MARKEY, TAUSCHER DEMAND INDIA END GROWING DEFENSE RELATIONSHIP WITH IRAN
As the Indian Foreign Secretary Shivshankar Menon arrived in Washington for negotiations on the stalled Agreement for Nuclear Cooperation, Congressman Edward J. Markey (D-MA) and Congresswoman Ellen Tauscher (D-CA) today wrote President Bush expressing deep concern over the recent indictment of Indian nationals for conspiracy with Indian government officials to undermine U.S. export control laws. The lawmakers' letter expressed concern with India's deepening defense ties with Iran, such as their recently established Joint Defense Working Group, and asked President Bush to urge India to halt all defense contact and cooperation with Iran.
Rep. Markey said, "At the same time that we've found India has been systematically undermining U.S. export control law to acquire sensitive missile-related technology, we also find out that they've formed a Joint Defense Working Group with Iran. Individually, these Indian actions should give us pause, taken together they call into question the logic upon which the nuclear deal was originally based."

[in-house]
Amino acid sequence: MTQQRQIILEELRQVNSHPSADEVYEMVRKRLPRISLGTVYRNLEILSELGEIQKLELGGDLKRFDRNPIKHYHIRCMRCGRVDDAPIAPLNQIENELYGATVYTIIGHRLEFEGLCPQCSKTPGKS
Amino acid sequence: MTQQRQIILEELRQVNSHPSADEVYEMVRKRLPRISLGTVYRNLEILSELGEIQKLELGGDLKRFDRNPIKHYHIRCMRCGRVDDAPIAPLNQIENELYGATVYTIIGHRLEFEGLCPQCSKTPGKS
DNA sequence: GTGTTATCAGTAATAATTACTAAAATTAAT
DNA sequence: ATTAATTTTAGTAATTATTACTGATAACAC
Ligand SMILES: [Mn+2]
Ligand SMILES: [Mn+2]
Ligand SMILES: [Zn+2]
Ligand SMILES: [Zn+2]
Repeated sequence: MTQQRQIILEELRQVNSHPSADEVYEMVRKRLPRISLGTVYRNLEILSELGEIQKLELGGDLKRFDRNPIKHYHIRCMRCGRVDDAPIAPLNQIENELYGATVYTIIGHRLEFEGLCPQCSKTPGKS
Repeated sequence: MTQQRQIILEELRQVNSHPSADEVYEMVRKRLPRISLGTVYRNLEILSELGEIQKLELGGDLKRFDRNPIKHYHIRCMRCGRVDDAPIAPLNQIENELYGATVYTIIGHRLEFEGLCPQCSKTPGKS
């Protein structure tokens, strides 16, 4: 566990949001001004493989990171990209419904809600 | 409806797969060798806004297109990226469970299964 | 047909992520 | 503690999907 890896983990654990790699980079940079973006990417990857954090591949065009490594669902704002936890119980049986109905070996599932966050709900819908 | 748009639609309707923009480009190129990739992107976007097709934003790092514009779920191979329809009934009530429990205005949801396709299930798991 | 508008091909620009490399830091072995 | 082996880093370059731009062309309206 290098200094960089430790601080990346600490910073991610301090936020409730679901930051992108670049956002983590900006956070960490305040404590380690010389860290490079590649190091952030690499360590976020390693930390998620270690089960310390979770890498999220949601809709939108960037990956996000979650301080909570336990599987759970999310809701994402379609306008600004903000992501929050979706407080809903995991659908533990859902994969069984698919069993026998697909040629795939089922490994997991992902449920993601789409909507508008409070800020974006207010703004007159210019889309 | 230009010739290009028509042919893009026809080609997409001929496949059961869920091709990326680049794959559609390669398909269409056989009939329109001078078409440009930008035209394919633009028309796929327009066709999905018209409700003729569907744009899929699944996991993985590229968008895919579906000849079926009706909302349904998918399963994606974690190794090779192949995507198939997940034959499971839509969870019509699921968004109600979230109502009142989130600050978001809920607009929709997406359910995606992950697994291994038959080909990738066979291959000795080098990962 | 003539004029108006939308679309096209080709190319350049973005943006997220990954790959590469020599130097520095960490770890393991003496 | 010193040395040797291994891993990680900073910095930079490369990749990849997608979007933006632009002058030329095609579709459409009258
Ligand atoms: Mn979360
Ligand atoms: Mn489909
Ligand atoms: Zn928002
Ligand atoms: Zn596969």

Foreign Secretary. Menon is in Washington for another round of negotiations over the technical agreements necessary to implement the proposed civilian trade of nuclear materials and technologies to India. Those negotiations have reportedly stalled due to India's insistence that New Delhi be allowed to conduct nuclear weapons tests in the future and be given prior consent to reprocess U.S.-origin materials, both actions explicitly banned under U.S. law.
"We gave India a sweetheart deal with the nuclear agreement, and blew a hole in our nonproliferation laws in the process. Now India is saying, That's not good enough, we want more.' It's time for the Administration to find its spine and say enough is enough," Rep. Markey concluded.
The letter states, "We would like to request that you urge India to immediately cease military-to-military contact and cooperation with Iran. As you are aware, such behavior endangers the positive U.S.-India relationship. Furthermore, in light of the recent indictment, there exists a significant potential for controlled U.S.-origin materials and technologies to come under Iranian control as a result of defense cooperation with India.
Unless and until you can certify that India has ended its defense relationship with Iran, we will oppose licenses for the export of missile-related or peaceful space-related items and technologies to India. We must also inform you that continuation of an Indo-Iranian defense relationship is likely to imperil all prospects for future civil nuclear cooperation with India."